A young female candidate comes to your office for an interview. You notice an engagement ring on her finger, and you begin to wonder, “When is she going to start a family?”
An obese gentleman arrives for his interview, and you begin to worry, “Will this man’s health get in the way of his job performance?”
When you’re interviewing, you can’t always control the thoughts that pop into your head; however, you can – and must – control the words that come out of your mouth!
Interviewing is a tricky situation. On one hand, you want to ask probing questions that will help you discover shortcomings in a prospective employee. On the other hand, if those questions cross the line, you can get yourself – and your company – into serious trouble.
So what should you avoid? Here are 10 questions you should NEVER ask in an interview.
Do you have any health conditions?
According to William Wilson, Esq., “Under the ADA, a bona fide medical examination can explore legitimate interests of the employer such as safety or job qualification, but only after a conditional offer of employment.”
In addition, it is illegal to exclude handicapped applicants as a class on the basis of their type of handicap (Handicap Discrimination Guidelines). You may ask if the applicant is able to perform the essential functions of the job with or without reasonable accommodations, but only if the interviewer thoroughly describes the job.
How much do you weigh?
Besides being rude, issues of weight and height are irrelevant, unless minimum standards must be met to safely do the job. For example, you may ask, “Are you able to lift a 50 lb weight and carry it 50 yards?” only if it is an essential part of doing the job.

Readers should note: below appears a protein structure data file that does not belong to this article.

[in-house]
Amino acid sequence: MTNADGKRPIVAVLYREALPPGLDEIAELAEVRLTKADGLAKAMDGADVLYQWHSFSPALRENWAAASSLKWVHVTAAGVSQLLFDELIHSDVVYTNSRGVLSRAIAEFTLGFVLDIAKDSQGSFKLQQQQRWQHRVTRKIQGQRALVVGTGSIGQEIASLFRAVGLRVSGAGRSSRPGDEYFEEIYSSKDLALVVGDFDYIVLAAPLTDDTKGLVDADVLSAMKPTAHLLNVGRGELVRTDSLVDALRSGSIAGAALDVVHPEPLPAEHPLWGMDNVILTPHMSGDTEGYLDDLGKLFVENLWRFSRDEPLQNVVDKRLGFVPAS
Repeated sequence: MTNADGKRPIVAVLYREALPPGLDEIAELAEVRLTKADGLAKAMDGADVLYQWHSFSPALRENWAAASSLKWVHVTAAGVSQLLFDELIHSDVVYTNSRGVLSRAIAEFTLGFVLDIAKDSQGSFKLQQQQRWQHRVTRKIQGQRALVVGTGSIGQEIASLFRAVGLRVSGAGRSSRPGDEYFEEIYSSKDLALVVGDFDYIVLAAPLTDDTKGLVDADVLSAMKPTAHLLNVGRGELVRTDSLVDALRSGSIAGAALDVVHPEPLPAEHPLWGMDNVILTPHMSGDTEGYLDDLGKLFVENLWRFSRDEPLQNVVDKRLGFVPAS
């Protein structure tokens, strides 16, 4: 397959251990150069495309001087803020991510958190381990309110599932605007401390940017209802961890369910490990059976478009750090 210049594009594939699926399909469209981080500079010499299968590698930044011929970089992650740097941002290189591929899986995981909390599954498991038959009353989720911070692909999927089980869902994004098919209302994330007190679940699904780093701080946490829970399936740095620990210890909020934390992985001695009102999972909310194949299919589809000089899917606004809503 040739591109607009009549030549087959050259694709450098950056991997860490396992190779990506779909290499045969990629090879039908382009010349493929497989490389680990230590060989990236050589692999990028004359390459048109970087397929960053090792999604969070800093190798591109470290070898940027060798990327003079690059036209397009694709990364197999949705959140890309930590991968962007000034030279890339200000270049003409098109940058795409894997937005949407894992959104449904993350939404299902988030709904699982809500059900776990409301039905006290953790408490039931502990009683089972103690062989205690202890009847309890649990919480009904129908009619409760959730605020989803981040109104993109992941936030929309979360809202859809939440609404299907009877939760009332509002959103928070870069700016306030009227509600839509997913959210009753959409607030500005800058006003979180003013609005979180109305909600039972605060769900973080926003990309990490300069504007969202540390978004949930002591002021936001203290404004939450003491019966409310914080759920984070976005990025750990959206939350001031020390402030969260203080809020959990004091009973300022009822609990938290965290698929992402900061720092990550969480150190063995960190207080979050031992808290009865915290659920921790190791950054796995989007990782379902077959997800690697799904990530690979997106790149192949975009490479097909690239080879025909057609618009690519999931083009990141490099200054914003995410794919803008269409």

Can you work on Sunday?
Religious discrimination is illegal, and questions that can be construed as related to a person’s religion must be avoided.
Employers are required to make reasonable accommodations for their employees’ religious beliefs and practices. If you need someone to work on Sunday (or over religious holidays), make sure to also state that accommodations will be made
Is that your maiden name? (Translation: Are you married?)
Any and all questions related to marital status are illegal. By asking a woman about her maiden name, you are setting yourself up for a potential lawsuit for gender discrimination. In the most extreme cases, this question can be misconstrued as a “come-on,” and you could end up being liable for sexual harassment.
What are your plans for children? Do you have any kids?
Questions about children can be seen as a form of gender discrimination. While you may be genuinely interested in a person’s family life, do not ask about it during your interview.
If you are asking questions about kids because you are concerned about long work hours, a person’s need for time off, travel, overtime, or relocation, it is okay to ask about those issues directly. For example, what percentage of the time are you willing to travel? Or, our work frequently requires starting very early and/ or staying at the office very late. Are you able to comply with these requirements?